• Remember those kids who were really good at math? They own the future 

It doesn’t stop there. In the world of pharmaceuticals, the impact of Silicon Valley is going to have one of the most dramatic impacts on an industry that we have ever witnessed. For years, the sector has been busy exploring the opportunity for ‘pharmacogenetics’ — that is, how can we determine if a particular drug treatment is going to have its greatest impact on a group of people who share a common characteristic in their DNA.

This type of very specific genomic medicine has been around for years — but it is about to take off like a rocket as Moore’s law comes to have an impact. Quite simply, the cost to do what were once very expensive genetic tests are simply going to plummet.

  • Costs of DNA sequencing falling fast – look at these graphs 

I could go on ; there are dozens of examples where the impact of technology upon the health care system is going to be dramatic.

Suffice it to say, if you want to watch one of the trends that will have the most impact in the next decade, this is one of them.


People are getting sick to death of listening to politicians bicker about health care, and want to know where the real opportunities for change and  innovation.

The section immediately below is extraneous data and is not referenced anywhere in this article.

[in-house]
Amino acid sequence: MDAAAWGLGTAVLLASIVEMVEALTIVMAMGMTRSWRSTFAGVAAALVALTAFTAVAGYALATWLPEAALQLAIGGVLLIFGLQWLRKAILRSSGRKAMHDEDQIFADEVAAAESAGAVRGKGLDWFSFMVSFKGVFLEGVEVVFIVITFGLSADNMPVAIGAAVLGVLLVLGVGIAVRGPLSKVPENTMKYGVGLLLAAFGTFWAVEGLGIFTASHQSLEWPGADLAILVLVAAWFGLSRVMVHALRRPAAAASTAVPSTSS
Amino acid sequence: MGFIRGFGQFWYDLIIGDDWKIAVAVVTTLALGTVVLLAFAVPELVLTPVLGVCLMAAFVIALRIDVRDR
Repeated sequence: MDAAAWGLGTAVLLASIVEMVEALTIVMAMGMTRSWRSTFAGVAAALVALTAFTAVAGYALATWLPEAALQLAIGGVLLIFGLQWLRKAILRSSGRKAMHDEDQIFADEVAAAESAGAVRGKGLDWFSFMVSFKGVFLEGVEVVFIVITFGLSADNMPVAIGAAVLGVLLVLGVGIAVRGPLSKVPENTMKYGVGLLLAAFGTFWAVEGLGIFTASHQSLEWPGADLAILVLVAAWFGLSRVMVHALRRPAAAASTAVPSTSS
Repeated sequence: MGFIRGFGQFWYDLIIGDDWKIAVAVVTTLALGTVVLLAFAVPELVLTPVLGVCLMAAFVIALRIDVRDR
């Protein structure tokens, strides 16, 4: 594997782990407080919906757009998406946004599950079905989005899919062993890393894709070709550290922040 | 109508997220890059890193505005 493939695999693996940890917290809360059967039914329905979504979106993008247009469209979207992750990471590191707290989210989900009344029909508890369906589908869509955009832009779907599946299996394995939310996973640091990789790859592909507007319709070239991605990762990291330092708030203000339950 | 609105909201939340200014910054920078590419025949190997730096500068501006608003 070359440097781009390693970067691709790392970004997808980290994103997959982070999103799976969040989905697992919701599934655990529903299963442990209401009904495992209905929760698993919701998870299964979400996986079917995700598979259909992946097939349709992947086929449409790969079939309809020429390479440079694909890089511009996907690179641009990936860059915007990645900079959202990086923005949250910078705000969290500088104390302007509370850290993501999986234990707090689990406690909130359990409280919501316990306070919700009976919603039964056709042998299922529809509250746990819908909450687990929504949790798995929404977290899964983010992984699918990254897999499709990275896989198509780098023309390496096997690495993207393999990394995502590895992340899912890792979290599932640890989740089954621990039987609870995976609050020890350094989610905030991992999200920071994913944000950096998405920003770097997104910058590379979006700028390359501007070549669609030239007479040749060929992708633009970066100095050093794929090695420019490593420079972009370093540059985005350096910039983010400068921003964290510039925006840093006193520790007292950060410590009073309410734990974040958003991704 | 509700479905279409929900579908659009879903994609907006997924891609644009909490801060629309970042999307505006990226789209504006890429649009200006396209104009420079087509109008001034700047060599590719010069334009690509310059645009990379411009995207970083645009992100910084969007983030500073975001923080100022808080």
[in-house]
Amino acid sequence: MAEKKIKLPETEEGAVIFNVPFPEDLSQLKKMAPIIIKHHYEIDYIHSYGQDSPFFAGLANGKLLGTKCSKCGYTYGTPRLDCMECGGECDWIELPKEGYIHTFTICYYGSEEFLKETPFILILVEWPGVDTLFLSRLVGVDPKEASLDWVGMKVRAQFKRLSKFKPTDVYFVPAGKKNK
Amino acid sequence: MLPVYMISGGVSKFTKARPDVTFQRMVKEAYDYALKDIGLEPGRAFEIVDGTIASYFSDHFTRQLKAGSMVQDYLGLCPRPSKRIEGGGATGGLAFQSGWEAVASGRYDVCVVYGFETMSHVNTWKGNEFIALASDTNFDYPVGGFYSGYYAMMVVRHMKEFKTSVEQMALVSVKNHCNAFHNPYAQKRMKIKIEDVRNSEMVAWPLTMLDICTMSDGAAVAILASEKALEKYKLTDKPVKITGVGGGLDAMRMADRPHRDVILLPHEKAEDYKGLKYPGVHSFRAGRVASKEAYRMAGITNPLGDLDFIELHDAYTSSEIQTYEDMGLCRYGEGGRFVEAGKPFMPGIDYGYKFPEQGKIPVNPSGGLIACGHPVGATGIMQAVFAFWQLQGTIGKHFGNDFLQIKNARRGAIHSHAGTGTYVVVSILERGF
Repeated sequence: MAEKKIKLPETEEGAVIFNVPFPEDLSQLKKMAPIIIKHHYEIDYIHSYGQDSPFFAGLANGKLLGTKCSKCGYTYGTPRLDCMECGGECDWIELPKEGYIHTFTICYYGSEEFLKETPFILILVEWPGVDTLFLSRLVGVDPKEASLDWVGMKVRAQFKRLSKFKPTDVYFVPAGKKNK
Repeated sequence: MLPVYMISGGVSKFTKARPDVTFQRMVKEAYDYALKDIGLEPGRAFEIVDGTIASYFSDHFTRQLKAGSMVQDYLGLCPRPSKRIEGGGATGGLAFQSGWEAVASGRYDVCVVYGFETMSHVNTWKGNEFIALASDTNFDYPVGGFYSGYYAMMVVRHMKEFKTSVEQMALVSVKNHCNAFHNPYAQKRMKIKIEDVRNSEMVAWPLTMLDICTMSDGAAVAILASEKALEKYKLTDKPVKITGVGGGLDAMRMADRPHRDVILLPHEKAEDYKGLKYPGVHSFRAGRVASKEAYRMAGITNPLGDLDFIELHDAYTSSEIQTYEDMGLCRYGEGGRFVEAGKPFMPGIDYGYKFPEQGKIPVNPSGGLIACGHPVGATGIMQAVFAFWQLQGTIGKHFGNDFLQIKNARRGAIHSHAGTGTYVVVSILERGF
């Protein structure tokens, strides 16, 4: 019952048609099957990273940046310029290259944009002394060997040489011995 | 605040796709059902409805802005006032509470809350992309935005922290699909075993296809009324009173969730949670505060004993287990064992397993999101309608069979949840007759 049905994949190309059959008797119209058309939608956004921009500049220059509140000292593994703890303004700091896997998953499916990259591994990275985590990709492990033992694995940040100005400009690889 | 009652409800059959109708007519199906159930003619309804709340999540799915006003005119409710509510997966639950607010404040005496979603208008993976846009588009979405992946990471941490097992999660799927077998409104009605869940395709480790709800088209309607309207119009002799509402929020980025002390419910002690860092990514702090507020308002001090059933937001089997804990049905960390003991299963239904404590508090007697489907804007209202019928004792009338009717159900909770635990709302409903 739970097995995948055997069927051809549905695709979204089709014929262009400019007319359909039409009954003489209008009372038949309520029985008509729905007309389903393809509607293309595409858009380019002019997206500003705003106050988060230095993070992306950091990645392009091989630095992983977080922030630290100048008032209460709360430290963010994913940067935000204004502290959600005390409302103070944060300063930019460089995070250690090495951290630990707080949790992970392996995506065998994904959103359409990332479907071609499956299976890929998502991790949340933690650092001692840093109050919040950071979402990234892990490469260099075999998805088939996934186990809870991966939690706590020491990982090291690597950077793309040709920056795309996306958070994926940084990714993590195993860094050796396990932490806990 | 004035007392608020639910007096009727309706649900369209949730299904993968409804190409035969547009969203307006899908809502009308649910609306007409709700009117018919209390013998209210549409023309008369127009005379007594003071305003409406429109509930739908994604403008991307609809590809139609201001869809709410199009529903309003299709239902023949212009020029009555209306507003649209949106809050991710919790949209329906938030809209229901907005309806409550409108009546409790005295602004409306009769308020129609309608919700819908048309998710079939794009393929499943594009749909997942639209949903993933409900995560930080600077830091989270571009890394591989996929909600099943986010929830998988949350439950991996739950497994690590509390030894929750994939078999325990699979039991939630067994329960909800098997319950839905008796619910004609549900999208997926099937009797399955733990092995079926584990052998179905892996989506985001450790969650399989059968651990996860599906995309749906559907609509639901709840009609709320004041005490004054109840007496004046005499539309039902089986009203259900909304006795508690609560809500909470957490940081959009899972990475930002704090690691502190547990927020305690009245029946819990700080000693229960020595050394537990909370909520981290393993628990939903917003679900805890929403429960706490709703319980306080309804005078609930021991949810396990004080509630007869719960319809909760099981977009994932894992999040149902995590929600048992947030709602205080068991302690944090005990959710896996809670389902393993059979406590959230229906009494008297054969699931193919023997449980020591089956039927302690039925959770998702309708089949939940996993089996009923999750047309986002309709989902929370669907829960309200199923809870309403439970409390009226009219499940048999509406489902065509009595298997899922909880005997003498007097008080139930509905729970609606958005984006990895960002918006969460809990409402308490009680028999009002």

".... data constantly generated by our bodies is monitored and informs better health and healthcare decisions..."

In light of this trend, I’ll find myself in October in New Orleans. I’ll be one of the keynote speakers for the 57th U.S. Annual Employee Benefits Conference. In the audience will be upwards of 5,000 trustees, administrators and professional advisors serving union and public sector benefit plans.

These folks have got some pretty tough issues on their plate, with dramatic challenges impacting state, municipal and federal spending; and certainly a lot of challenges in managing benefit costs into the future while providing the best support to their members.

My keynote will focus on opportunities for innovation through the transition to Healthcare 2020: and by riding the trends that will really influence healthcare through the next decade. I wrote a blog post on the theme some time back.

There has been a huge demand for this topic ; I’ve had many keynotes through the last year, involving situations where folks want to move beyond the health care reform debate, and are seeking insight into the scientific, structural, knowledge, skill set, technology, business models that will really impact health care. Just this month, I was the opening keynote speaker for the International Society of Medical Publications Professionals; last month, the opening keynote for a major seniors care conference.